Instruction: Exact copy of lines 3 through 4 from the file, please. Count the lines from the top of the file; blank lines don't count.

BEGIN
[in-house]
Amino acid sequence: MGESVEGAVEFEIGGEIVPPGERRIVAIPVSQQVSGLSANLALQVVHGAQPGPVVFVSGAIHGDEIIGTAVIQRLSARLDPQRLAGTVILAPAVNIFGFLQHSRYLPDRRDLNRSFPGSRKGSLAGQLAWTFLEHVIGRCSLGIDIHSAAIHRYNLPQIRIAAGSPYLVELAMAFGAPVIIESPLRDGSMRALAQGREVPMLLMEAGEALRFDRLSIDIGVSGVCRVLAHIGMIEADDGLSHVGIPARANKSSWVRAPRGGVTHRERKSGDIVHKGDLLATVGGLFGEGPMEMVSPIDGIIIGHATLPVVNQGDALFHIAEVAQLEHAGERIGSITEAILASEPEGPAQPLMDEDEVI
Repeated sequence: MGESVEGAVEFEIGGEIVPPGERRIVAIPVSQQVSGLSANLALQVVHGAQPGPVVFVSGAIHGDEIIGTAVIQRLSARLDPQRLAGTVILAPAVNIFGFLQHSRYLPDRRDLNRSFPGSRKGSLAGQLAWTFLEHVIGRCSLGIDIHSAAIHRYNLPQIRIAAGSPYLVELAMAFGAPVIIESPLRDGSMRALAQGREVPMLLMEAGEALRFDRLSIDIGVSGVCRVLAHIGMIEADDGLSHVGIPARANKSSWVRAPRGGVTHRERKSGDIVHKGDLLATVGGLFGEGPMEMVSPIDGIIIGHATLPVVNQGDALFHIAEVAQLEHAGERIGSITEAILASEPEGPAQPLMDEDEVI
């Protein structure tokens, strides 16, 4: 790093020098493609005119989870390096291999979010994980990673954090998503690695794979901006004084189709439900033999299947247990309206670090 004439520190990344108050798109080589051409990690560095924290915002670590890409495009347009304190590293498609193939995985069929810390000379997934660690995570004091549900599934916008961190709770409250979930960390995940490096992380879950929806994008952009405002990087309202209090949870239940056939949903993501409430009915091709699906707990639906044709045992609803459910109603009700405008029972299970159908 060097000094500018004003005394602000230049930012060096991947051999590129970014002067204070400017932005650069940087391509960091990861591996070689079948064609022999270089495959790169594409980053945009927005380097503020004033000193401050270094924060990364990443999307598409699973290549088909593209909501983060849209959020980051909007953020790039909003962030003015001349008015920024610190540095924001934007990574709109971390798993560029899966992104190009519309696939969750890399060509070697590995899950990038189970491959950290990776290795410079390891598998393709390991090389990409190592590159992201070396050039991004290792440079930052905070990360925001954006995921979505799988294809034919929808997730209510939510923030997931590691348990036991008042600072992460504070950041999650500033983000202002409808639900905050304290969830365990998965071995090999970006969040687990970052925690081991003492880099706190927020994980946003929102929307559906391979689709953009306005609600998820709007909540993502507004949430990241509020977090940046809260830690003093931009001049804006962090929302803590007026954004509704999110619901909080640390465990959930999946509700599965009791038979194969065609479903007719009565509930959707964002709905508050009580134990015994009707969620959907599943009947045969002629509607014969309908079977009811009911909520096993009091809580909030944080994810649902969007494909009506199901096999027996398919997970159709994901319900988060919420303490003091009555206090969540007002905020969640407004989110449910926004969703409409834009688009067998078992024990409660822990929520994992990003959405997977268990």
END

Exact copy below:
Repeated sequence: MGESVEGAVEFEIGGEIVPPGERRIVAIPVSQQVSGLSANLALQVVHGAQPGPVVFVSGAIHGDEIIGTAVIQRLSARLDPQRLAGTVILAPAVNIFGFLQHSRYLPDRRDLNRSFPGSRKGSLAGQLAWTFLEHVIGRCSLGIDIHSAAIHRYNLPQIRIAAGSPYLVELAMAFGAPVIIESPLRDGSMRALAQGREVPMLLMEAGEALRFDRLSIDIGVSGVCRVLAHIGMIEADDGLSHVGIPARANKSSWVRAPRGGVTHRERKSGDIVHKGDLLATVGGLFGEGPMEMVSPIDGIIIGHATLPVVNQGDALFHIAEVAQLEHAGERIGSITEAILASEPEGPAQPLMDEDEVI
């Protein structure tokens, strides 16, 4: 790093020098493609005119989870390096291999979010994980990673954090998503690695794979901006004084189709439900033999299947247990309206670090 004439520190990344108050798109080589051409990690560095924290915002670590890409495009347009304190590293498609193939995985069929810390000379997934660690995570004091549900599934916008961190709770409250979930960390995940490096992380879950929806994008952009405002990087309202209090949870239940056939949903993501409430009915091709699906707990639906044709045992609803459910109603009700405008029972299970159908 060097000094500018004003005394602000230049930012060096991947051999590129970014002067204070400017932005650069940087391509960091990861591996070689079948064609022999270089495959790169594409980053945009927005380097503020004033000193401050270094924060990364990443999307598409699973290549088909593209909501983060849209959020980051909007953020790039909003962030003015001349008015920024610190540095924001934007990574709109971390798993560029899966992104190009519309696939969750890399060509070697590995899950990038189970491959950290990776290795410079390891598998393709390991090389990409190592590159992201070396050039991004290792440079930052905070990360925001954006995921979505799988294809034919929808997730209510939510923030997931590691348990036991008042600072992460504070950041999650500033983000202002409808639900905050304290969830365990998965071995090999970006969040687990970052925690081991003492880099706190927020994980946003929102929307559906391979689709953009306005609600998820709007909540993502507004949430990241509020977090940046809260830690003093931009001049804006962090929302803590007026954004509704999110619901909080640390465990959930999946509700599965009791038979194969065609479903007719009565509930959707964002709905508050009580134990015994009707969620959907599943009947045969002629509607014969309908079977009811009911909520096993009091809580909030944080994810649902969007494909009506199901096999027996398919997970159709994901319900988060919420303490003091009555206090969540007002905020969640407004989110449910926004969703409409834009688009067998078992024990409660822990929520994992990003959405997977268990």